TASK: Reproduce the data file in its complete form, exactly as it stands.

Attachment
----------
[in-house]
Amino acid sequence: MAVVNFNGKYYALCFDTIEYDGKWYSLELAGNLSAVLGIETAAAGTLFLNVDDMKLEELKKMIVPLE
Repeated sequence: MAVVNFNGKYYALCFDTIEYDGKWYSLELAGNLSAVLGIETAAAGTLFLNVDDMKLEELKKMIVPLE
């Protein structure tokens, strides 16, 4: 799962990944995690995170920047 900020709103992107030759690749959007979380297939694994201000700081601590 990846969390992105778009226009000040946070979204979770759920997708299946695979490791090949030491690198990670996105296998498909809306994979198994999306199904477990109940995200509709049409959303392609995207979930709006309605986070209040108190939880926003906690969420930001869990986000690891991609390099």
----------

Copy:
[in-house]
Amino acid sequence: MAVVNFNGKYYALCFDTIEYDGKWYSLELAGNLSAVLGIETAAAGTLFLNVDDMKLEELKKMIVPLE
Repeated sequence: MAVVNFNGKYYALCFDTIEYDGKWYSLELAGNLSAVLGIETAAAGTLFLNVDDMKLEELKKMIVPLE
């Protein structure tokens, strides 16, 4: 799962990944995690995170920047 900020709103992107030759690749959007979380297939694994201000700081601590 990846969390992105778009226009000040946070979204979770759920997708299946695979490791090949030491690198990670996105296998498909809306994979198994999306199904477990109940995200509709049409959303392609995207979930709006309605986070209040108190939880926003906690969420930001869990986000690891991609390099």